It can be easy to think of physical training as something the young do. They are flexible and strong. They have lots of cardio and recover quickly. They also have more free time than the average 40 something with a career and a family and a mortgage and all that. But it is also more than that. Young people often seem to have more fire in the belly. More goals and dreams. It might be that they are simply less tired, less jaded, less beaten down, less busy, more frivolous. Of course, this doesn’t go for everyone, and it is also natural that when one has a family, their focus is less on themselves and more on their family.
In the early 1970s, George Foreman was a superman. He looked like one and he fought like one. An Olympic gold medalist,he went on to become the Heavyweight Boxing Champion of the world, beating legendary fighters Joe Frazier and Ken Norton. Then came Muhammad Ali and the Rumble in the Jungle in Zaire in 1974. A huge favorite to win, Foreman was dealt a monster defeat by Ali, one of the most devastating defeats in boxing history (check out the documentary When We Were Kings). After Zaire, Foreman didn’t fight for a year and retired in 1977, becoming a preacher.
But in 1987, a strange spectacle starting appearing in boxing rings around the country. It was George Foreman–hugely overweight (nearly 280 pounds), bald as a bowling ball, and almost 40 years old. And he was winning. Gone was the speed and flash, the combos and the explosiveness. Gone also was the nervous tension that he said had plagued and exhausted him when he was younger. The power was still there, however. The power of a natural born puncher who won 68 of 76 professional wins by knockout. Foreman kept fighting and winning, and getting fitter and fitter. Eventually, in 1994, he stepped into the ring for a title fight against the heavyweight champ of the world Michael Moorer. Foreman was 45 years old.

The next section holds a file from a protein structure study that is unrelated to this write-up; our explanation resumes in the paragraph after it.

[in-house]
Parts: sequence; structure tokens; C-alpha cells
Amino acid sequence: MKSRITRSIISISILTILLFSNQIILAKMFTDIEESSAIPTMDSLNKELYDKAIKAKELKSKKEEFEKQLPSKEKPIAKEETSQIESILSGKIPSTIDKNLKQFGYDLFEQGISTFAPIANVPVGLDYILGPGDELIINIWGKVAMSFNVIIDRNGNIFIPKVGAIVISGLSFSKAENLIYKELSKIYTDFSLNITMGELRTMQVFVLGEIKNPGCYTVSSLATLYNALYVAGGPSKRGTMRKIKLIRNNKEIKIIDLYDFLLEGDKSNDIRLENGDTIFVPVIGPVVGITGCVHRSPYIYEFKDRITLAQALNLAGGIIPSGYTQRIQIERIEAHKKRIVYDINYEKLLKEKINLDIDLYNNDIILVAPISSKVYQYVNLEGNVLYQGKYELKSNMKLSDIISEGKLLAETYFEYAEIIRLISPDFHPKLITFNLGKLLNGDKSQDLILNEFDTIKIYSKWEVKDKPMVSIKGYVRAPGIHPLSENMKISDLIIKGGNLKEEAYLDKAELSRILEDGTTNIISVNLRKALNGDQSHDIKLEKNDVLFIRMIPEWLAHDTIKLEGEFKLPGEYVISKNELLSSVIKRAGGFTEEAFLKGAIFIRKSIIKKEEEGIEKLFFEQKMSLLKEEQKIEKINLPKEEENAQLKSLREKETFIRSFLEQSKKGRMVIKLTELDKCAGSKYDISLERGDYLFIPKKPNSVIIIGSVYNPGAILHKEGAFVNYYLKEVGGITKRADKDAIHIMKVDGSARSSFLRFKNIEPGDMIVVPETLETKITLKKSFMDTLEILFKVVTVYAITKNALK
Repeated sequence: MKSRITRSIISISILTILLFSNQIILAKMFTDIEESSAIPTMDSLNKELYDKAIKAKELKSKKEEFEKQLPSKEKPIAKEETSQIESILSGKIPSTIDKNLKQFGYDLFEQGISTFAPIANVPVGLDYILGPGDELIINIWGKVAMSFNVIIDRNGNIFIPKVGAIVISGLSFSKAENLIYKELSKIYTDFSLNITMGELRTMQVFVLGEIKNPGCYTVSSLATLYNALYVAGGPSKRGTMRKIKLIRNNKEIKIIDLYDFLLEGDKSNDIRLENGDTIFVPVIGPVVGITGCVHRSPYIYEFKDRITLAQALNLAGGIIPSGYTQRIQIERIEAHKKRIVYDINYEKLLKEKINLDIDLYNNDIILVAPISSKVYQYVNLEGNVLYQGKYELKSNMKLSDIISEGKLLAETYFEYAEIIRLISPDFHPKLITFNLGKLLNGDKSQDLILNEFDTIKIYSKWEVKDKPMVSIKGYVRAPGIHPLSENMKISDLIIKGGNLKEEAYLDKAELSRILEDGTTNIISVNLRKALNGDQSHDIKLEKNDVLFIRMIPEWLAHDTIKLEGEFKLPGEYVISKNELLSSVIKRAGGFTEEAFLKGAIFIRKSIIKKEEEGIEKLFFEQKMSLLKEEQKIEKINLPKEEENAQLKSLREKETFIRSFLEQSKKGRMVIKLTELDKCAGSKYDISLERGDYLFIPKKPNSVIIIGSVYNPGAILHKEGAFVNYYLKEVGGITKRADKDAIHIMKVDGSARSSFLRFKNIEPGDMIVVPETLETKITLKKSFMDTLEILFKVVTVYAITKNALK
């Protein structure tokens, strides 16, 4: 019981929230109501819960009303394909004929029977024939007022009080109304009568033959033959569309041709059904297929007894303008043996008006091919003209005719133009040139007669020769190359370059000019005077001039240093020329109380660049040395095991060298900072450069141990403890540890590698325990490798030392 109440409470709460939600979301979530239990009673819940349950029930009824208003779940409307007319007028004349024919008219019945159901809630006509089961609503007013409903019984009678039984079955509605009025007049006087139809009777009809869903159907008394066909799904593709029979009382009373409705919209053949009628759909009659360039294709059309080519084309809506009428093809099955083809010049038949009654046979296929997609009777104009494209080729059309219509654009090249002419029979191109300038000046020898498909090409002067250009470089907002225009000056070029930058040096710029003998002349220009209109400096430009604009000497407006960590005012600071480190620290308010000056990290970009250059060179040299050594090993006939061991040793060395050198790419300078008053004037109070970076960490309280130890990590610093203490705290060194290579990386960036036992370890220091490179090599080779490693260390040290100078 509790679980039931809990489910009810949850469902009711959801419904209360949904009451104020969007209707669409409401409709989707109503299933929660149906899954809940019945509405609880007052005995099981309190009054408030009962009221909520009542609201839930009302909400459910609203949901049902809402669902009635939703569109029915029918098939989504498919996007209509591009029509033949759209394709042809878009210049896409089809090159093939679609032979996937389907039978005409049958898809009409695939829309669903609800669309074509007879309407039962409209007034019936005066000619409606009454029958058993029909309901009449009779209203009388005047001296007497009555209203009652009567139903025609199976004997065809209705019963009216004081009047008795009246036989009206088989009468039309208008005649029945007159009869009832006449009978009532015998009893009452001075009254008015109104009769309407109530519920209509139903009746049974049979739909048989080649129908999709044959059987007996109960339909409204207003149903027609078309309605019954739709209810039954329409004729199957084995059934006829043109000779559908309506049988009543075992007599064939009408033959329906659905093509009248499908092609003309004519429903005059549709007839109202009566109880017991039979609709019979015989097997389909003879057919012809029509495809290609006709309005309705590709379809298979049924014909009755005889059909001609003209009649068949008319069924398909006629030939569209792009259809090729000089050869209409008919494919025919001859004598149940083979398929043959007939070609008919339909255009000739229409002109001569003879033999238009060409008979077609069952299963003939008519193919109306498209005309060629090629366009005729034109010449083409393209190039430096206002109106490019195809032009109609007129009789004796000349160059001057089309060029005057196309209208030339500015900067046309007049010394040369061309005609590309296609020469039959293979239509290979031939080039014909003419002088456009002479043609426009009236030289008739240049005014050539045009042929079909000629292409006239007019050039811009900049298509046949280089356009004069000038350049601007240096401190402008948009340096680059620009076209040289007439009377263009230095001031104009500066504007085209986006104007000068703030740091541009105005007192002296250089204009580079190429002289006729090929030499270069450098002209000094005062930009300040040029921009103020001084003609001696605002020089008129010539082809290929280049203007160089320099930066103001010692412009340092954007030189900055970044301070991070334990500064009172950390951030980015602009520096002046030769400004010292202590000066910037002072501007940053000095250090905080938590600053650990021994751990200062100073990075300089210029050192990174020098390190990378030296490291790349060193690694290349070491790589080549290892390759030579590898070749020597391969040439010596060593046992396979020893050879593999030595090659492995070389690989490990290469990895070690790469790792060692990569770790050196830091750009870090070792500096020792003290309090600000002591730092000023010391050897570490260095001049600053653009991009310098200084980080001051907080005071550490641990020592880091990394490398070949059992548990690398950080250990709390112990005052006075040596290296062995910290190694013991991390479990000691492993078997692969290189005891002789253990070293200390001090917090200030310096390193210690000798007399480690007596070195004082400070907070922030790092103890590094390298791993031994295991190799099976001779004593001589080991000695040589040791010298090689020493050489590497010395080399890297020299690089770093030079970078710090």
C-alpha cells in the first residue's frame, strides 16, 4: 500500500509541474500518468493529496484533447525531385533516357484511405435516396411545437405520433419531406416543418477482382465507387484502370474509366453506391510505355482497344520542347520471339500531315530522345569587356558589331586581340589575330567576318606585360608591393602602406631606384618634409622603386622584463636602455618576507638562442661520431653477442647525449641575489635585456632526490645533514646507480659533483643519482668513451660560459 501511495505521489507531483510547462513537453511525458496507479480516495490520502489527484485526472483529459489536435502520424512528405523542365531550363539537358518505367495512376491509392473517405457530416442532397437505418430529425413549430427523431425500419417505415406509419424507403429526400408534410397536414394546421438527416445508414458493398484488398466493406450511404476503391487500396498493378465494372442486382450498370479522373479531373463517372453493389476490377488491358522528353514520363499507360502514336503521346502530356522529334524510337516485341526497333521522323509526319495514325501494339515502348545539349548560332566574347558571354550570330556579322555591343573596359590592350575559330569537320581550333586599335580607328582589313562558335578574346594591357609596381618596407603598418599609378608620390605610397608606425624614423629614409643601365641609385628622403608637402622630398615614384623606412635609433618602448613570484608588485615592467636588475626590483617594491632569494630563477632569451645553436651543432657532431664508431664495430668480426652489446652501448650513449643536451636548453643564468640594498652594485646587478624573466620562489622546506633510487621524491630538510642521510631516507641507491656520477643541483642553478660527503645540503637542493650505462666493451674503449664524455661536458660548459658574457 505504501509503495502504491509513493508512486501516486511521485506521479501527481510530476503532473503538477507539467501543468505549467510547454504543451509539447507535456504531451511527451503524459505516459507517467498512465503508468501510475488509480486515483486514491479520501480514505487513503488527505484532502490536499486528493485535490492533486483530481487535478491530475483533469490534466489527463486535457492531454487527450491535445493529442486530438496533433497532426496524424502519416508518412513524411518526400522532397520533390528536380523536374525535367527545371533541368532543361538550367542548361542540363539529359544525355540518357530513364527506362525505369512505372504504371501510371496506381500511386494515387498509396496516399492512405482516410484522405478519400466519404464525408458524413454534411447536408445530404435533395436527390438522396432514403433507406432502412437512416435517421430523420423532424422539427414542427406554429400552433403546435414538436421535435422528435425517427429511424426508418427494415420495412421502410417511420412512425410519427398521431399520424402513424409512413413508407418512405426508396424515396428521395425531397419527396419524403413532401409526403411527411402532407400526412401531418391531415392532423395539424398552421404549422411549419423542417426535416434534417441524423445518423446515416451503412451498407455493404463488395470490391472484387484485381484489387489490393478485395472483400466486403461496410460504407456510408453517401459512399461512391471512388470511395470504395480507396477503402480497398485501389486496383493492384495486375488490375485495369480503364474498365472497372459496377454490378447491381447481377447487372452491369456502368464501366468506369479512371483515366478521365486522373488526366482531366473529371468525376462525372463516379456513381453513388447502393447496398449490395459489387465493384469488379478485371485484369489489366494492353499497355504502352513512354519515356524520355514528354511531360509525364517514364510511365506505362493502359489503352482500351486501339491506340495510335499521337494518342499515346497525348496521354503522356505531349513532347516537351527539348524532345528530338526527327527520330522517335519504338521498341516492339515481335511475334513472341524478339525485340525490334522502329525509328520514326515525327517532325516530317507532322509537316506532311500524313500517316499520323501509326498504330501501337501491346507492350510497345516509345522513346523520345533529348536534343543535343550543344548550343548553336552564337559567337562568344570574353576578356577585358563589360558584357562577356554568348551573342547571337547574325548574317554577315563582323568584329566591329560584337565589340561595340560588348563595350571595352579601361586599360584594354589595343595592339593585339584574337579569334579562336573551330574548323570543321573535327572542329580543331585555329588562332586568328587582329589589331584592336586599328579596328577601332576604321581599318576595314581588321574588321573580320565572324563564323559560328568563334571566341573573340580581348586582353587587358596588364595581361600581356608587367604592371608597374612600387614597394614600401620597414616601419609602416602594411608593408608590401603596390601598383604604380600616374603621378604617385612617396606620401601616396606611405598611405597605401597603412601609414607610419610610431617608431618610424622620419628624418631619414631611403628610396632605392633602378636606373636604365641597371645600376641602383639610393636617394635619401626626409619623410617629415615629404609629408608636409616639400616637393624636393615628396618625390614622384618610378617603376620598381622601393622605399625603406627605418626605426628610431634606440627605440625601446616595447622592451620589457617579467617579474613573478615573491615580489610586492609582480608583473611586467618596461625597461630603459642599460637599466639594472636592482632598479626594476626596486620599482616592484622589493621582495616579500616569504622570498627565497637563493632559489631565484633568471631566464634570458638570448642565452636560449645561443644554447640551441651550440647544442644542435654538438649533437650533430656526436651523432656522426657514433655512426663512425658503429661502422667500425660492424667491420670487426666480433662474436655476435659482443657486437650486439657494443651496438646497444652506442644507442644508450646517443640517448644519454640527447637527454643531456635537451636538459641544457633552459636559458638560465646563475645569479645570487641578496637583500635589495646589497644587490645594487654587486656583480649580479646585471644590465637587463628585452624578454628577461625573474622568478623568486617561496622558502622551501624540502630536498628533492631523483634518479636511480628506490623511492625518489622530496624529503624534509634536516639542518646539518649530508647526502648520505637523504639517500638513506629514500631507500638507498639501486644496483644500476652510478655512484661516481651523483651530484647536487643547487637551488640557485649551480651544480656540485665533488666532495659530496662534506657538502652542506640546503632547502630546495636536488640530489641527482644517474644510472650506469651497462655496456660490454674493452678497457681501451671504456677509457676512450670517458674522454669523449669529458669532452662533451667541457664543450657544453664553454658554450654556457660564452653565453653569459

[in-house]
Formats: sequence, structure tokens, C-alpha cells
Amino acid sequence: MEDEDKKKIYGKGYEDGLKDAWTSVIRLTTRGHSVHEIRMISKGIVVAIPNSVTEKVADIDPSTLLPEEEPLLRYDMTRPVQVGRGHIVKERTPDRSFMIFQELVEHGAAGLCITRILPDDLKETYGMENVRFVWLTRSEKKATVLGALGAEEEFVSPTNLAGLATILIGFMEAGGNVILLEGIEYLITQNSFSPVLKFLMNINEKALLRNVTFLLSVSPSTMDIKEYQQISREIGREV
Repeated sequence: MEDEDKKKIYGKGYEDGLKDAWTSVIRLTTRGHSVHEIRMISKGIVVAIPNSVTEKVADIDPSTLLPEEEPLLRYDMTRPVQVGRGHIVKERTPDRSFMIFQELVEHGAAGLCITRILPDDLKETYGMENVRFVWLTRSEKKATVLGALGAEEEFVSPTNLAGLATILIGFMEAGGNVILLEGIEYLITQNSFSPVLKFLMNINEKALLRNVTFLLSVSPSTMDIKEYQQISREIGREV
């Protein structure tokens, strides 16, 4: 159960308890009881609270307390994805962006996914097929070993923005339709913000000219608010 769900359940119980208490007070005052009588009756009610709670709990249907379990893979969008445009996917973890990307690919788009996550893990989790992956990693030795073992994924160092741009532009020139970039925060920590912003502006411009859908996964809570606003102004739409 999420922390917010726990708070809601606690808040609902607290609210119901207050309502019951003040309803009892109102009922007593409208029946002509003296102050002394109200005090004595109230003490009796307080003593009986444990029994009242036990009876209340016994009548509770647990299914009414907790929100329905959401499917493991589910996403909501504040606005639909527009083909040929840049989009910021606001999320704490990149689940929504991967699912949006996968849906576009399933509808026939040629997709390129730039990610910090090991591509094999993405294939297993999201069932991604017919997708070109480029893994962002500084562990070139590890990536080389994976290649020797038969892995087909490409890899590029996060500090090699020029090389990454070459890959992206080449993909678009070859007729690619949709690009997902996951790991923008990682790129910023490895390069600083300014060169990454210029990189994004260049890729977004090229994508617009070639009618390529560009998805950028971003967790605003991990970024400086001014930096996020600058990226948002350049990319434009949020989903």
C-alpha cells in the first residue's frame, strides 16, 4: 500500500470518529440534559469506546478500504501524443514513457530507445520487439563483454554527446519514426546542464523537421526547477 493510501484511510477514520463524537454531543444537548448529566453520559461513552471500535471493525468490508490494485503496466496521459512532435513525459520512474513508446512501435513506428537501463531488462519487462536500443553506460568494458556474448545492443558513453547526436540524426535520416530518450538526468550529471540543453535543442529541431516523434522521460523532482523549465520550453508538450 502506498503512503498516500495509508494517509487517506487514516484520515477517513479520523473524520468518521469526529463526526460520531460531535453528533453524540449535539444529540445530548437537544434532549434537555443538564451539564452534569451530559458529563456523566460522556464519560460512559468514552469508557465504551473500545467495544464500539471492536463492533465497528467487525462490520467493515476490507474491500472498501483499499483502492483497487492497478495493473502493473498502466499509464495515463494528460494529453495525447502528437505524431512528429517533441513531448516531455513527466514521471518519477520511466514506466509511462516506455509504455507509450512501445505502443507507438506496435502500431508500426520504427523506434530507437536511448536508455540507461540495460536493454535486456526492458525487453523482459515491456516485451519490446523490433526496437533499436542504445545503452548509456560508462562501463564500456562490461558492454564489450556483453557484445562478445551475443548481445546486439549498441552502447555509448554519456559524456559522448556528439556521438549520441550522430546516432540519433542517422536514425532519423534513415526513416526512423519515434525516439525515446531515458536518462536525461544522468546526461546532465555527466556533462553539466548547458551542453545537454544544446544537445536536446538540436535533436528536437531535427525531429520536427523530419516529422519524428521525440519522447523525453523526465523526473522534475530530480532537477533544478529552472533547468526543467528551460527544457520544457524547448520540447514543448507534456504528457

Moorer’s trainer and cornerman, Teddy Atlas, late wrote that his heart nearly stopped when he saw Foreman jogging down the aisle to the ring. Foreman was wearing the same boxing trunks that he had worn for his famous defeat, maybe the most famous in boxing history, at the hands of Muhammad Ali in Zaire 20 years earlier. And Atlas knew right then that Foreman would not be denied, that he would win that night and reclaim the heavyweight title after an incredible span of 20 years. Foreman’s drive, his focus, his intensity, the fire burning bright and hot in his belly, was unstoppable. And he was, knocking out Moorer in the tenth to reclaim his long sundered championship belt.
Foreman stated that one of the reasons for his comeback was to prove that getting older was not a “death sentence”. That a 40-year-old or a 55-year-old person could still have dreams and drive and fire and goals. And he proved it.
CrossFit and CrossFit competition, indeed many physical challenges and goals, are many times seen as the province of the young. Nothing could be further from the truth, as evidenced by George Foreman. Too often, from people who have already done so much with their life and should know better, I hear “I can’t do that” when it comes to CrossFit or martial arts or handball or rock climbing or any intense physical pursuit. Being physically active, pursuing a goal outside of family or career or portfolio, awakens a giant slumbering in us all. It just feels so good. Go ahead, just ask George.
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